150902_sex-1485587States, including Florida, often pass laws to protect children.  Statutory rape laws are intended to protect children from being victims of sexual advances by older people.  Florida Statute 794.05, entitled Unlawful Sexual Activity with Certain Minors, makes it a felony for any person 24 years old or older to have have sex with a child that is 16 or 17 years old.  The consent of the minor is disregarded by the law when the defendant 24 or older.  NoBullying.com gives insight into the thought process behind the rule that the minor cannot give consent in the eyes of the law.  Jacksonville criminal defense lawyers can sometimes be a bit flustered by this fact.  Especially when lack of knowledge of the victim’s age is not a defense to prosecution, according to Florida Statute 794.021.

Jacksonville criminal defense lawyers know that sex crimes, like statutory rape, are serious.  Most of the time, a defendant will be required to register as a sex offender.  In certain situations, your Jacksonville criminal defense lawyer may be able to argue that under the facts in your case, registration as a sex offender isn’t required.  One the most common arguments is referred to as the “Romeo and Juliet exception”.  When the defendant and the victim are no more than four years apart in age, the defendant can avoid the registration requirement.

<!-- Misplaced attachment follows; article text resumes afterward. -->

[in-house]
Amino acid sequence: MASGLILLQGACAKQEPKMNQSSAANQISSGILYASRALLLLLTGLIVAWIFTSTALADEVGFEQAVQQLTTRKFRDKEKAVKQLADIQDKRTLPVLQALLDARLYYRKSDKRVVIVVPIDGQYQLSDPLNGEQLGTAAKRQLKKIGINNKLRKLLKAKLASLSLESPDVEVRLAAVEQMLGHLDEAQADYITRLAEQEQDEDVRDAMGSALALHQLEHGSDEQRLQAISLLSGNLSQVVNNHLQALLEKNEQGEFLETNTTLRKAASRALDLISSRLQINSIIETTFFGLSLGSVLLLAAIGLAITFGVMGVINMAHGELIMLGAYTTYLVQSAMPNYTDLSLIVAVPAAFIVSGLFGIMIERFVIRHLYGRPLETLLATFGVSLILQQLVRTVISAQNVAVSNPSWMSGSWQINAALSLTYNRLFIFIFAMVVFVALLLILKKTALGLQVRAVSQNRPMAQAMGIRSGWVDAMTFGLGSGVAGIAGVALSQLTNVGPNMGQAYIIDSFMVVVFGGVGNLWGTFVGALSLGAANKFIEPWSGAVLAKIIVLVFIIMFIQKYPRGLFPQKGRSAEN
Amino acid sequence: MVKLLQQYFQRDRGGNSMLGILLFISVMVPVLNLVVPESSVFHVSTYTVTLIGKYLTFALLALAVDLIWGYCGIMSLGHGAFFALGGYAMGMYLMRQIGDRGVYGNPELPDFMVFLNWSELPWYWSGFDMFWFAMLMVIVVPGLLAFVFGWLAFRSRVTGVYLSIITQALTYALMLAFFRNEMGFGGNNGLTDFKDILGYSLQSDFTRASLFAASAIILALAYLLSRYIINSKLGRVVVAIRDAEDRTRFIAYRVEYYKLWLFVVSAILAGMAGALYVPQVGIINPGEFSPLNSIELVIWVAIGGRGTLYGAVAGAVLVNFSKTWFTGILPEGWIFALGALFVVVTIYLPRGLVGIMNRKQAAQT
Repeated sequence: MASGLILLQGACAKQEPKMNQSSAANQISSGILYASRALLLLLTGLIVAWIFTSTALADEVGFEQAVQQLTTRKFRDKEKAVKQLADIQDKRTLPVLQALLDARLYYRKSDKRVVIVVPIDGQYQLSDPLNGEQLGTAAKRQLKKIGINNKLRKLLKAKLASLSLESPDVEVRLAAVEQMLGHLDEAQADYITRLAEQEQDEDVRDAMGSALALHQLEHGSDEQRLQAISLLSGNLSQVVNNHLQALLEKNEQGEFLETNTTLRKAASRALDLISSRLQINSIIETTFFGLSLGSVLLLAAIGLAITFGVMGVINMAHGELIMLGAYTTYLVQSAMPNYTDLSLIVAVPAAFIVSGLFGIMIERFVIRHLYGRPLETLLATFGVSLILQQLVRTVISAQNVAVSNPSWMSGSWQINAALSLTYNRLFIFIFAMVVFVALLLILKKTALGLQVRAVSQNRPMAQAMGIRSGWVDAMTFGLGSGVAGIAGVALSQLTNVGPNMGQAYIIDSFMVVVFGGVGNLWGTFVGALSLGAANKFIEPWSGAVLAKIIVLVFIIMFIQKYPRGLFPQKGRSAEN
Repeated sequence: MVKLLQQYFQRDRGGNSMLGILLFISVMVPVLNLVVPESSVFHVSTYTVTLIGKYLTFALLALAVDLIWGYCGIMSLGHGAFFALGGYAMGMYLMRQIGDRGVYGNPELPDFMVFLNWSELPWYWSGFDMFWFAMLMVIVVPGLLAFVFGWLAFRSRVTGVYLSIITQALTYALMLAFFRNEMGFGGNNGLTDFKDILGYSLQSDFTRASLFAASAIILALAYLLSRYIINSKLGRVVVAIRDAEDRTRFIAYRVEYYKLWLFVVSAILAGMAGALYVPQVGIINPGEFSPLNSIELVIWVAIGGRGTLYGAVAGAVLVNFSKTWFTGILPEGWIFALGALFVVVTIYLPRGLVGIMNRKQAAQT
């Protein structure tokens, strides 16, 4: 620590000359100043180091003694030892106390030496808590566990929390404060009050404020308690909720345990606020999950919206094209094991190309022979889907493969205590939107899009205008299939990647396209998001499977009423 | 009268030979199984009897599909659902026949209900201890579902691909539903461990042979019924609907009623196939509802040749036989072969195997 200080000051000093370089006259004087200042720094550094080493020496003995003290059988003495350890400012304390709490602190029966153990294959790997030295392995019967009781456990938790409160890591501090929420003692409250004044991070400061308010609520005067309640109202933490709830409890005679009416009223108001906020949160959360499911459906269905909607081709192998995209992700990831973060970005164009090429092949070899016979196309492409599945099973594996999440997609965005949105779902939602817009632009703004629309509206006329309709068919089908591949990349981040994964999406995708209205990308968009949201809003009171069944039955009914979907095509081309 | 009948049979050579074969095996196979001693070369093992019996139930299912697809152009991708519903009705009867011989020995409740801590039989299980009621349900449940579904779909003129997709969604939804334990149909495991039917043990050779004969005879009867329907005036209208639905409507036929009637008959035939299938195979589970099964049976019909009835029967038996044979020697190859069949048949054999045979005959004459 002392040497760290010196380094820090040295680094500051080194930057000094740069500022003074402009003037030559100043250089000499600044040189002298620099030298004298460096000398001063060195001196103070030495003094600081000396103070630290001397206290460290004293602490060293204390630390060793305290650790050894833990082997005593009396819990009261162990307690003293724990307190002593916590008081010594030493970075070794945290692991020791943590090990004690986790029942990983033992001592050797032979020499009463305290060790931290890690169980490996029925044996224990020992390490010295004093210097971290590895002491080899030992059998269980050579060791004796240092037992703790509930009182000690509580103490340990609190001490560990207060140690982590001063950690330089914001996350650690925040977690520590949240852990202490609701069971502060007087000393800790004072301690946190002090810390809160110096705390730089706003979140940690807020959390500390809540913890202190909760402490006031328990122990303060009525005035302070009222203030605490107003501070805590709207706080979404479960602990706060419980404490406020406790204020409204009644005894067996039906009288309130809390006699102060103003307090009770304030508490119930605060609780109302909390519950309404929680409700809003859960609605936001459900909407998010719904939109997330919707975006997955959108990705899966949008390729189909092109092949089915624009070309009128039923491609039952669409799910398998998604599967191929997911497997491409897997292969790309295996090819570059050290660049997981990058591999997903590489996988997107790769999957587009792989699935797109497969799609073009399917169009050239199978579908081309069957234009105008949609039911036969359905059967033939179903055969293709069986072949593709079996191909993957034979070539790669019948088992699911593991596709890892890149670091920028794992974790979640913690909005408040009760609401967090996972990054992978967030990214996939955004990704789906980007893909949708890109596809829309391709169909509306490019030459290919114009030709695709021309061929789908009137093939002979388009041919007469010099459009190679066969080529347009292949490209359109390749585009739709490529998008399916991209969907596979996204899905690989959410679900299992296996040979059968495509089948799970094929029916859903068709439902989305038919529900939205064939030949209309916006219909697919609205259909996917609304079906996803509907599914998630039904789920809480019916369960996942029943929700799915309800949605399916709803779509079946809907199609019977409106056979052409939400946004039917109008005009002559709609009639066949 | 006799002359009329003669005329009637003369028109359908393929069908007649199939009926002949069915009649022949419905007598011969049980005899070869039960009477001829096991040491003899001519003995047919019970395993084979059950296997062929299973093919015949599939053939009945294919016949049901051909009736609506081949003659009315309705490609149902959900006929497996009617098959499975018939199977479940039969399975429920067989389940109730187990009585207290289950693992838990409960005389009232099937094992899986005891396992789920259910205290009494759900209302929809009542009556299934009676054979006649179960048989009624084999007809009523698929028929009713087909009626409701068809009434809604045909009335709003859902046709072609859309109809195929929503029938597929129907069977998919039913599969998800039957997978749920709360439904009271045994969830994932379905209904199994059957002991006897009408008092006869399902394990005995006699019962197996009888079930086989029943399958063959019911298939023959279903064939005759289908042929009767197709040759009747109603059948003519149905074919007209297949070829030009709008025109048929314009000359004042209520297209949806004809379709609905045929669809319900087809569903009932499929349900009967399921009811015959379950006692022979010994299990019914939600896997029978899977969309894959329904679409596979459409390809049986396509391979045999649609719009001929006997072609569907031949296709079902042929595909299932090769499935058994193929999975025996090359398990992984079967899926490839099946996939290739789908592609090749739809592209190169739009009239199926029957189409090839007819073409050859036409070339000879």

When the victim is under 16, Florida Statute 800.04, which governs lewd or lascivious offenses, comes into play.  Sexual intercourse is not a requirement under this statute. It can be used to prosecute inappropriate touching of children under 16, as well sexual intercourse with children under 16.  The Law Office of David M. Goldman, PLLC has experienced Jacksonville criminal defense lawyers on staff that can help you or a loved one  in your time of need.  Whether you’re looking to simply speak with a Jacksonville criminal defense lawyer to know what your legal rights are or if you need a Jacksonville criminal defense lawyer to defend you in a criminal case, case us today at (904) 685-1200.  We can help.  Click here to view our Jacksonville Criminal Defense Lawyer Blog for more helpful information.